Bright Future: Clayton earns trip to inauguration

Published 12:03 am Thursday, February 7, 2013

JAY SOWERS | THE NATCHEZ DEMOCRAT — Natchez High School senior Autry Clayton III was selected as part of the High School Inaugural Scholars program to travel to Washington, D.C., to witness President Obama's inauguration.

NATCHEZ — Autry J. Clayton III was a part of history on Jan. 21.

Standing in a crowd with nearly 900,000 people around him in Washington, D.C., Clayton watched as President Obama was sworn in to his second term in office.

The Natchez High School 11th grader was selected along with 2,000 other high school students from across the country to attend the inauguration as part of a five-day program called, “the high school presidential inaugural conference.”

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But no other student or person in the crowd, Clayton said, valued the experience more than he did.

“For me to go to the second inauguration of the first African American president just meant so much,” Clayton said. “I was a part of history.”

Clayton was chosen to attend the inauguration event because of his participation in the National Youth Leadership Forum in law and crime scene investigation, which he attended over the summer in Washington, D.C.

Students the organizers of that forum felt showed great interest were chosen and invited to attend the president’s inauguration, Clayton said.

And while he enjoyed the leadership forum and participated in every lecture, class and activity possible, Clayton said he had no idea he was going to be chosen.

“Two months after I got back they sent me a letter in the mail, and I just couldn’t believe it,” he said. “They never mentioned to us that we could possibly be chosen to go, so I really wasn’t expecting it at all.

“I was just flattered to have been selected.”

The letter was something Clayton said was almost too good to keep to himself.

“For a while I just kind of kept it to myself and didn’t tell anyone,” he said. “But as it got closer and closer, I just couldn’t help it and started telling everyone I was going.”

Clayton left from Jackson-Evers International Airport on Jan. 19 and arrived the same day at the Washington National Airport.

From there, Clayton was transported to a hotel in the city and introduced to the other five members of his group.

Interacting with high school students from Ohio, California and Miami was an added bonus Clayton said he wasn’t expecting.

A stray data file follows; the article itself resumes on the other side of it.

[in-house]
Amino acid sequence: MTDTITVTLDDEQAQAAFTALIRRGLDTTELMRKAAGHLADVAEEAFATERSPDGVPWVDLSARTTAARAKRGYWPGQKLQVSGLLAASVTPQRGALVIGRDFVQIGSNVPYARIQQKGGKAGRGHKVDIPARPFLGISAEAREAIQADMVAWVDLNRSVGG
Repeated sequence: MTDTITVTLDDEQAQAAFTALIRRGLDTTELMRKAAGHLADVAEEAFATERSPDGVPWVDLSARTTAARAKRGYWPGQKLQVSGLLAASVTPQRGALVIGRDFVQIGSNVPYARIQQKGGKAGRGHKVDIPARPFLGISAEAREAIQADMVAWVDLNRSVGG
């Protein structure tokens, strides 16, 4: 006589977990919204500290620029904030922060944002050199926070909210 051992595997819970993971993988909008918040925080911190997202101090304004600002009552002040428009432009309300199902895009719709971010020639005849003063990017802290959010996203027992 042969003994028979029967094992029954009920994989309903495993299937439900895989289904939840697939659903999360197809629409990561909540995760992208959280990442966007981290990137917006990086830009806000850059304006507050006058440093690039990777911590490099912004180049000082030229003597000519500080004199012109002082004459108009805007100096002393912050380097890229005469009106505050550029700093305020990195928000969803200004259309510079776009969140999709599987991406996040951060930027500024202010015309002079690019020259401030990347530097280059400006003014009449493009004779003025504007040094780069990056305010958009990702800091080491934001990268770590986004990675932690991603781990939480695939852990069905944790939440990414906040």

“It’s just nice to meet other kids your age who you don’t know, but that you have so much in common with,” he said. “Meeting and talking to those other students actually motivated me a lot because they were doing a lot more things in their community than I was.”

And slowly but surely Clayton said he began to realize he was the only student from Mississippi on the trip.

“None of them even knew where Natchez was,” Clayton said, laughing. “Every time I said I was from Mississippi they would just say, ‘Wow that’s really the Deep South.’”

In the days leading up to the inauguration, Clayton said he and his group got to learn about the entire inaugural process, participating in a mock reenactment and visiting tourist attractions like the Smithsonian National Air and Space Museum.

“They actually closed down the air and space museum just for us,” he said. “We were the only people in there and got to look around.”

Other events such as meeting former Secretary of State Condoleezza Rice and associate editor of The Washington Post Bob Woodward were some of the highlights leading up to the event, Clayton said.

And even having gone through a jam-packed itinerary of events each day, Clayton said he was still restless the night before the inauguration.

“I just couldn’t sleep the night before,” he said, laughing. “We had to be up at 4 a.m., and I was just too excited.”

But when the big moment finally arrived and Clayton took his seat, he said he knew he was ready to be a part of history.

“It was just a very patriotic moment to be there and be a part of it,” he said. “I’ll never forget that moment, that’s for sure.”

Autry is the son of Constance and Autry J. Clayton Jr.